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Movie Review : ‘Dad’ a Tepid Weepie in Kid-Powered Universe

TIMES STAFF WRITER

Kiddies longing for a Mac attack this summer won’t be enlivened by the tepid shenanigans and mushy maunderings of “Getting Even With Dad.” Macaulay Culkin plays the estranged 11-year-old son of an ex-con, and he doesn’t bare his tonsils once.

His eyes moisten on cue, however. Such acting range!

Culkin’s Timmy, motherless, has been living with his aunt for the three years his father, Ray (Ted Danson), has been in prison for stealing VCRs. (A “cute” crime.) Dad, a baker by trade, is out of the clink now and planning a rare coin heist in San Francisco with two bumbly accomplices (Saul Rubinek and Gailard Sartain) when Timmy is deposited on his doorstep for a week’s visit. The boy quickly figures out a way to blackmail his father into loving him--he hides the stolen coin cache and won’t reveal its whereabouts until his father takes him to the amusement park and the aquarium and the ballpark.

It’s difficult to determine what’s more unbelievable--Culkin as an unhappily neglected boy in need of male bonding or Danson as a tough-talking, tattooed ex-con. Actually, Ray is a softened good/bad guy from the start, which leaves no doubt about the ultimate fate of his fathering. He’s a baker , after all--how terrible can he be? He can’t keep the plant in his apartment watered, but it’s clear he’s a closet nurturer.

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Ray has a lot to learn about feelings and his life teacher is Timmy. Ray may be useful to his son showing him how to catch a fish or shoot a basket, but “Getting Even With Dad” is all about--apologies to William Wordsworth--the son being the father to the man. The title for this film should be taken literally: Timmy gets even with his errant dad by transforming him into his emotionally caring equal.

Any movie that asks us to glean life lessons from a character played by Macaulay Culkin is asking for a lot--and asking for trouble. His tyke fans probably won’t connect with the film’s civics lesson tone or its touchy-feely bond-a-thons. (When Culkin’s character was stung to death by a bee in “My Girl” it sent shock waves through kiddieland.) So, as insurance, the filmmakers--director Howard Deutch and screenwriters Tom S. Parker and Jim Jennewein--toss in a lot of stoogey shenanigans involving Rubinek and Sartain. These guys drip chili dogs on their shirts, get crunched in garbage dumpsters, fall down flights of stairs. Now that’s entertainment. Timmy is allowed only one comparable moment: He sips a soda through straws in his nostrils. Interestingly, in a movie clogged with product tie-ins, the soda goes unlabeled. (This could be a commercial miscalculation since kids will want to try this at home.)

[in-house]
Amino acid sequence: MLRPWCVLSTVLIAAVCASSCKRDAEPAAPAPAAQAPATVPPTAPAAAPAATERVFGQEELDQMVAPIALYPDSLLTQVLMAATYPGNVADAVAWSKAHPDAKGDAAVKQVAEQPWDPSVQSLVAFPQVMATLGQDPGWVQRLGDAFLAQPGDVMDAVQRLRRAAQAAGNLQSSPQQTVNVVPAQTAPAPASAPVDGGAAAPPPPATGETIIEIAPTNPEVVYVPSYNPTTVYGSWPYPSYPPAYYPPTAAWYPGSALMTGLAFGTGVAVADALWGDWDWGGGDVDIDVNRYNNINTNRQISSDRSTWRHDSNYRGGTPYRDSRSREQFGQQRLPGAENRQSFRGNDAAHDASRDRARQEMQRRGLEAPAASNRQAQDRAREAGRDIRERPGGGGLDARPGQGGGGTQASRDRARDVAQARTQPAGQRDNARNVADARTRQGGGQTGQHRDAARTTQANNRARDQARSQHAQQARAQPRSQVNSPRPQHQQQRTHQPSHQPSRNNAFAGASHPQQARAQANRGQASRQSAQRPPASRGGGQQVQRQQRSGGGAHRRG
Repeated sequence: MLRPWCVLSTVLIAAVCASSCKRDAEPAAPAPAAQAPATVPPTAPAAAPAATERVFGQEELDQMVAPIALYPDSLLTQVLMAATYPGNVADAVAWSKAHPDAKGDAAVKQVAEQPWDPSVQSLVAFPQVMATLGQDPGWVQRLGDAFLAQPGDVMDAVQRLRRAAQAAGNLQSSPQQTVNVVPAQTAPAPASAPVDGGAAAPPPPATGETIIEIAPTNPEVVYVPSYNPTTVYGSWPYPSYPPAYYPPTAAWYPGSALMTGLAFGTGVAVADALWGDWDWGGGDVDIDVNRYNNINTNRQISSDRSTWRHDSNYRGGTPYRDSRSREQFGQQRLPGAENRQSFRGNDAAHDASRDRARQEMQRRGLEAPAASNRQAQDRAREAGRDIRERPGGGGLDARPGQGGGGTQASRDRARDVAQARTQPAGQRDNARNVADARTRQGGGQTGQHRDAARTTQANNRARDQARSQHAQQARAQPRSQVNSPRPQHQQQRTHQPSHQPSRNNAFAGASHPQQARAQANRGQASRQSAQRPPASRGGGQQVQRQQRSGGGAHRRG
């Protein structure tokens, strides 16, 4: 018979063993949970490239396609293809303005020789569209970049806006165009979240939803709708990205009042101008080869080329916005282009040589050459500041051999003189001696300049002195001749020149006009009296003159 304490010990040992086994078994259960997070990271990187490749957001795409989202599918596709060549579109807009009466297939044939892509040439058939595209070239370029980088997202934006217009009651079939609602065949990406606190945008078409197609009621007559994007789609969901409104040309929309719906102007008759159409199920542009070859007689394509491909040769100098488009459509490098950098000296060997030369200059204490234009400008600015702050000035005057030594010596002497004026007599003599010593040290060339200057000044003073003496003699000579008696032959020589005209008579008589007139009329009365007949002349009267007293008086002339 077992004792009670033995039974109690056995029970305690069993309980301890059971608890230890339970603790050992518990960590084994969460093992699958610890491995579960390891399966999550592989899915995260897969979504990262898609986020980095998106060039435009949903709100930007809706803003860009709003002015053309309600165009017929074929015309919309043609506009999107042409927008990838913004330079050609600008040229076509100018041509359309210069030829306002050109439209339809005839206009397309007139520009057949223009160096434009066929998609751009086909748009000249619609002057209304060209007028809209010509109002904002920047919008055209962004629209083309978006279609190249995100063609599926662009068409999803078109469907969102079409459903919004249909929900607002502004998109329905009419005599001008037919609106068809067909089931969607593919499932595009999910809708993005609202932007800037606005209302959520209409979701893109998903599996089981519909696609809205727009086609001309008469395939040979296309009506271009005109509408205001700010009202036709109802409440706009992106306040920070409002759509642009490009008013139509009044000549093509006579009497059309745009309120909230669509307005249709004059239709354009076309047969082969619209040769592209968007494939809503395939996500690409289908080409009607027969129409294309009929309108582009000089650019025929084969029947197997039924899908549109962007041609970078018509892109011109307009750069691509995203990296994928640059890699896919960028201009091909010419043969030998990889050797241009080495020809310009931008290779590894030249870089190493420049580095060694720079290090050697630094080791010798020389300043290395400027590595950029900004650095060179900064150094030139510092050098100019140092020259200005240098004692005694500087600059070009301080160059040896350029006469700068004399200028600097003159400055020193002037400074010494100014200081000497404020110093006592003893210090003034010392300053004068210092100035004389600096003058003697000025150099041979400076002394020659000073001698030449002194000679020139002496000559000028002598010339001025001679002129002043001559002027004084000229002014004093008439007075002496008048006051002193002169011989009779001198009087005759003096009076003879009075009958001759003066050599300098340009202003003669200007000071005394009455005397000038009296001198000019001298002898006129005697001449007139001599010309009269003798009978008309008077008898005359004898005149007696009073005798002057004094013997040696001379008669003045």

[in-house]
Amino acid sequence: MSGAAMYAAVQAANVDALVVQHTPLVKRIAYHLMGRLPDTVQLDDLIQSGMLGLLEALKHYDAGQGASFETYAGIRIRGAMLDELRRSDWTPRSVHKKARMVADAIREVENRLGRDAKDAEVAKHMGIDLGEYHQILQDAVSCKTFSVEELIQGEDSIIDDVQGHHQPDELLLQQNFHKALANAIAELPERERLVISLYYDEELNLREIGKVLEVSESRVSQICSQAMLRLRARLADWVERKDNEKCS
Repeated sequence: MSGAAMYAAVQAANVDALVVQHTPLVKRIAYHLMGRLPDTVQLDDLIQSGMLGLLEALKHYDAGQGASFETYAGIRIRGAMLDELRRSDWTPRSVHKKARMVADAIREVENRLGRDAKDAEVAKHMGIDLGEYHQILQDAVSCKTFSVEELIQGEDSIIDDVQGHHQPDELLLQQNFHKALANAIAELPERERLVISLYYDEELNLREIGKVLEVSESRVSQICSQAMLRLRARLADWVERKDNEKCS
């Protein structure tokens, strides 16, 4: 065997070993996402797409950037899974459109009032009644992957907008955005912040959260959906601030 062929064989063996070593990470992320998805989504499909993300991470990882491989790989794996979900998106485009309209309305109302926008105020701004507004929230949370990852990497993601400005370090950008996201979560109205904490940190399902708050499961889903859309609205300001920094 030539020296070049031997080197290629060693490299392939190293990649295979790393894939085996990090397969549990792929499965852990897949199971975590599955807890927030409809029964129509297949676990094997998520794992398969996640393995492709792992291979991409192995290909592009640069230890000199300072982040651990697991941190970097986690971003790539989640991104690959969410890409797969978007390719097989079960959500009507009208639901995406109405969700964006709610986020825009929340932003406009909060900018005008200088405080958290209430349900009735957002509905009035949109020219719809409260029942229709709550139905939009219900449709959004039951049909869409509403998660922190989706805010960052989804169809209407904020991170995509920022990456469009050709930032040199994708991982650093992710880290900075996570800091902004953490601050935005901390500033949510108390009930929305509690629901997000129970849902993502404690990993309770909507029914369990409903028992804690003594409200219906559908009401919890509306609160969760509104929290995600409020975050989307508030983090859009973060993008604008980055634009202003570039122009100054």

Culkin’s acting, such as it is, is deadpan minimalist. Has he been looking at early Clint Eastwood movies for inspiration? He doesn’t seem to have much inner life to draw on for this film, which bollixes its meaning. Timmy’s blackmailing of his father, which is supposed to come out of an inner pain, instead seems like a species of torture. Culkin’s flat line readings have Bad Seed vibes.

But maybe this is the fantasy level that will put “Getting Even With Dad” over the top. Timmy gets to torture his dad in the process of defusing him. Isn’t this what every kid wants? He even maneuvers to get a smitten undercover cop (Glenne Headly) to romance his father, and they all go out together to fancy restaurants and museums. In the kid-power universe of this film, the boy gets to pick his parent’s suitors--another big-time child fantasy. It’s all a bit smug and suspect. You get the feeling that, by the time Timmy hits his teens, dad and he will be double-dating.

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MPAA rating: PG, for mild language. Times guidelines: It includes a character drawing a gun and a robbery .

‘Getting Even With Dad’

Macaulay Culkin: Timmy

Ted Danson: Ray

Glenne Headly: Theresa

Saul Rubinek: Bobby

An Metro-Goldwyn-Mayer release of a Jacobs/Gardner production. Director Howard Deutch. Producers Katie Jacobs, Pierce Gardner. Executive producer Richard Hashimoto. Screenplay by Tom S. Parker, Jim Jennewein. Cinematographer Tim Suhrstedt. Editor Richard Halsey. Costumes Rudy Dillon. Music Miles Goodman. Production design Virginia L. Randolph. Set decorator Barbara Munch. Running time: 1 hour, 48 minutes.

In general release throughout Southern California.

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